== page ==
MANCHESTER, N.H. -- If its first-in-the-nation primary status makes New Hampshire the hub of the political universe in a presidential election year, then for a brief moment less than 12 months from now, the center of that galaxy will probably be found here in a musty, downtown diner that is part Norman Rockwell, part Econo Lodge.
For decades, the Merrimack Restaurant has served up home cooking while hosting candidates seeking that regular-guy photo-op in the early stops along the road that leads to the White House.
Former US senator Bob Kerrey of Nebraska once donned an apron and served coffee to the regulars. US Senator Joe Lieberman of Connecticut, who has run for vice president and, last cycle, for the presidential nomination, came to hold a "Cup of Joe with Joe" event. Bill Clinton, who dined here on primary day in 1992 before being declared "The Comeback Kid," always requests the same waitress .
"A candidate could walk in here and get a smorgasbord of 300 people," said Connie Farr , who owns the restaurant with her sister. "It's great. We've gotten to meet so many people. And you get a chance to see them beyond the political candidate. We sat with Bill Clinton and just shot the breeze.
"They're just like you and I," she added. "They're just under pressure more."
But now, just as the political season is starting to take shape, the future of this fixture for hand-pumping politicians is in flux. Farr, and her sister, Maria Saitas, who have spent a lifetime running restaurants, are hoping to sell the place and retire. They don't plan to leave anytime soon , but like the Granite State's embattled hold on the nation's first primary, the future of this nostalgic campaign stop is up in the air.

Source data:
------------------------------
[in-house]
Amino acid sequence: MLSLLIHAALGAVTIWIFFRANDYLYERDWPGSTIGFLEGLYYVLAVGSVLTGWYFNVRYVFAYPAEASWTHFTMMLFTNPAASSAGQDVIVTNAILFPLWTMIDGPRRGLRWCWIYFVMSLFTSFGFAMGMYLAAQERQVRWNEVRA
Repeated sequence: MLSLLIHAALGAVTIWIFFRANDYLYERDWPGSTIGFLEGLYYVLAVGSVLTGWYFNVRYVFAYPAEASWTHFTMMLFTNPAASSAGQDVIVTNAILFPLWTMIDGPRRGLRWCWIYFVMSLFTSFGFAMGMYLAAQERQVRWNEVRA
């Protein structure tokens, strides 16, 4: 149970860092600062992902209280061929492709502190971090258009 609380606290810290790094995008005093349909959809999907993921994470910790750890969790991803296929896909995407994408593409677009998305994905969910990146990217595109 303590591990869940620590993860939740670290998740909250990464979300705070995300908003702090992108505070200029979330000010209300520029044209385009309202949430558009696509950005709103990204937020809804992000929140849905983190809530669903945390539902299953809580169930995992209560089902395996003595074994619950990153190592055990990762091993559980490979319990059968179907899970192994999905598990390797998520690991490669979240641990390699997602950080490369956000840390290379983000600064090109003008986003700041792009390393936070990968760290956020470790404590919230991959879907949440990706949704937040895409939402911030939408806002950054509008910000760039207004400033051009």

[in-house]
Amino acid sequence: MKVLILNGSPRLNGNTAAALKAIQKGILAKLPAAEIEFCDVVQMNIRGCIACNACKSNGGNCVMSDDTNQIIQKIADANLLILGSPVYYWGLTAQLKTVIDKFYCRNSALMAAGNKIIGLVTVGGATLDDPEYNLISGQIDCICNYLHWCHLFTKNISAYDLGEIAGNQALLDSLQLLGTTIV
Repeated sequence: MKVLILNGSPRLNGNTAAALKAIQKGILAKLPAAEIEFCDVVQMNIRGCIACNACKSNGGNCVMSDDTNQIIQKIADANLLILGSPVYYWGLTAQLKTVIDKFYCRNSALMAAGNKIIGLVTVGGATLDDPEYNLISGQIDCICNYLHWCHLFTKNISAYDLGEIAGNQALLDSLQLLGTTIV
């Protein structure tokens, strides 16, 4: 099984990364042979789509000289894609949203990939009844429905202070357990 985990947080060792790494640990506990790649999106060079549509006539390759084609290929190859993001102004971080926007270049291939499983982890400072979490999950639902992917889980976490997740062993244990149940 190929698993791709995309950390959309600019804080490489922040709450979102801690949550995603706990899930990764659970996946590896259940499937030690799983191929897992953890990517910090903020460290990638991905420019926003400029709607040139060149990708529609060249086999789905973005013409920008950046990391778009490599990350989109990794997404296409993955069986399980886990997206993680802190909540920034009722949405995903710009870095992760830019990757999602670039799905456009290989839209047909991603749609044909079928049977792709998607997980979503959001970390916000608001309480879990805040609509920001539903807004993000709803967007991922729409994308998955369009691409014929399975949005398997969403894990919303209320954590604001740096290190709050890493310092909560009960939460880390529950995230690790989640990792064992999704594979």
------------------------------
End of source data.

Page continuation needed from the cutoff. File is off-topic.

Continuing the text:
As soon as you pass the Merrimack's neon sign and open its glass doors, one thing is clear: They like Clinton here. There are 25 photos of the former president scattered about; a distant second is former US senator Gary Hart with four photos, followed by Al Gore , Clinton's vice president and the losing candidate in 2000, with two. Clinton earned his popularity; he stopped here frequently, and less than two weeks before leaving office he delivered a speech just outside the restaurant before coming in for a meal.
At the front of the restaurant, near the cash register, there is a framed $100 check from the 2000 Gore/ Lieberman campaign that went toward lunch for their motorcade drivers. There is also a framed pamphlet from 1991 , "A Call to Economic Arms: Forging a New American Mandate," signed by Paul Tsongas , the late US senator from Massachusetts.
One dining room is blue, with a flowered pattern on the floor and a circular blue booth in the corner usually reserved for the candidates. The other room is all red, with red booths and a red carpet pattern. Here "hons" and "sweeties" are dispensed liberally by the female wait staff as orders are written on notepads and checks are added up on large calculators in the back. The music comes from speakers tuned to an AM station. The smell of fried food will be with you for hours after you leave.
It is places like the Merrimack that have made New Hampshire famous for its retail politics, where its educated voters take a close personal look, shaking hands and asking direct questions. Local newspapers do articles on which candidates leave the best tips.
There are plenty of diners in the state -- from the Capital City Diner in Concord to Lindy's Diner in Keene -- but a mix of geography and atmosphere has made the Merrimack the culinary capital for presidential hopefuls.